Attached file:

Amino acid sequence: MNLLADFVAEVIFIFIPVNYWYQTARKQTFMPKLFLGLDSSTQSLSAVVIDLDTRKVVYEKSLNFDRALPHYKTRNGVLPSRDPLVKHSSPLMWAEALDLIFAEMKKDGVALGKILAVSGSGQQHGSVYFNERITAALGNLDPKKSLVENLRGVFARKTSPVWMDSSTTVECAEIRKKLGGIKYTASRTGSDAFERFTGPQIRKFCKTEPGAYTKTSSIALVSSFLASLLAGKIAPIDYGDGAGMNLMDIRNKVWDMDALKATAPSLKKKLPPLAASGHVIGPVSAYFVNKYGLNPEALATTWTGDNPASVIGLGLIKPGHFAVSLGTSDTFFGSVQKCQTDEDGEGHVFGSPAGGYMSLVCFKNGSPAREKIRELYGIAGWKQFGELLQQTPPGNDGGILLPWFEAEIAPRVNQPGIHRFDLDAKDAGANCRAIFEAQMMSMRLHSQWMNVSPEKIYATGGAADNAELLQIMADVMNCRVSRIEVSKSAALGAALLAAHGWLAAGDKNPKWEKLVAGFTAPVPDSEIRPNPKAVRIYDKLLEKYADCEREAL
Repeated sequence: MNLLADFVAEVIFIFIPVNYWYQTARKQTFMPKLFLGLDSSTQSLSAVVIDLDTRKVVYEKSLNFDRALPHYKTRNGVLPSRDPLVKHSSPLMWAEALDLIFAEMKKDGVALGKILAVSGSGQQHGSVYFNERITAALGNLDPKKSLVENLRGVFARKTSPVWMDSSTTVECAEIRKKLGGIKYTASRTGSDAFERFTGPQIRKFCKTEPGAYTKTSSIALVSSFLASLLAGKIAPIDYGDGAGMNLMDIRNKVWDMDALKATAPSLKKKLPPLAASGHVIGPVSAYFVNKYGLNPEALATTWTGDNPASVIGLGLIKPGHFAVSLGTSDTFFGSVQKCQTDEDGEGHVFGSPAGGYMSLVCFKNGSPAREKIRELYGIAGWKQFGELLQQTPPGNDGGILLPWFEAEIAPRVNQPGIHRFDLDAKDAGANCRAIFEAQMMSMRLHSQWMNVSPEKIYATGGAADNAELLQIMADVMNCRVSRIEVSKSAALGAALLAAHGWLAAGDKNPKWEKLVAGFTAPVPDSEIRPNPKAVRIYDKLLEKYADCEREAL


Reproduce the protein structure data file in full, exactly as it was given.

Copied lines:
Amino acid sequence: MNLLADFVAEVIFIFIPVNYWYQTARKQTFMPKLFLGLDSSTQSLSAVVIDLDTRKVVYEKSLNFDRALPHYKTRNGVLPSRDPLVKHSSPLMWAEALDLIFAEMKKDGVALGKILAVSGSGQQHGSVYFNERITAALGNLDPKKSLVENLRGVFARKTSPVWMDSSTTVECAEIRKKLGGIKYTASRTGSDAFERFTGPQIRKFCKTEPGAYTKTSSIALVSSFLASLLAGKIAPIDYGDGAGMNLMDIRNKVWDMDALKATAPSLKKKLPPLAASGHVIGPVSAYFVNKYGLNPEALATTWTGDNPASVIGLGLIKPGHFAVSLGTSDTFFGSVQKCQTDEDGEGHVFGSPAGGYMSLVCFKNGSPAREKIRELYGIAGWKQFGELLQQTPPGNDGGILLPWFEAEIAPRVNQPGIHRFDLDAKDAGANCRAIFEAQMMSMRLHSQWMNVSPEKIYATGGAADNAELLQIMADVMNCRVSRIEVSKSAALGAALLAAHGWLAAGDKNPKWEKLVAGFTAPVPDSEIRPNPKAVRIYDKLLEKYADCEREAL
Repeated sequence: MNLLADFVAEVIFIFIPVNYWYQTARKQTFMPKLFLGLDSSTQSLSAVVIDLDTRKVVYEKSLNFDRALPHYKTRNGVLPSRDPLVKHSSPLMWAEALDLIFAEMKKDGVALGKILAVSGSGQQHGSVYFNERITAALGNLDPKKSLVENLRGVFARKTSPVWMDSSTTVECAEIRKKLGGIKYTASRTGSDAFERFTGPQIRKFCKTEPGAYTKTSSIALVSSFLASLLAGKIAPIDYGDGAGMNLMDIRNKVWDMDALKATAPSLKKKLPPLAASGHVIGPVSAYFVNKYGLNPEALATTWTGDNPASVIGLGLIKPGHFAVSLGTSDTFFGSVQKCQTDEDGEGHVFGSPAGGYMSLVCFKNGSPAREKIRELYGIAGWKQFGELLQQTPPGNDGGILLPWFEAEIAPRVNQPGIHRFDLDAKDAGANCRAIFEAQMMSMRLHSQWMNVSPEKIYATGGAADNAELLQIMADVMNCRVSRIEVSKSAALGAALLAAHGWLAAGDKNPKWEKLVAGFTAPVPDSEIRPNPKAVRIYDKLLEKYADCEREAL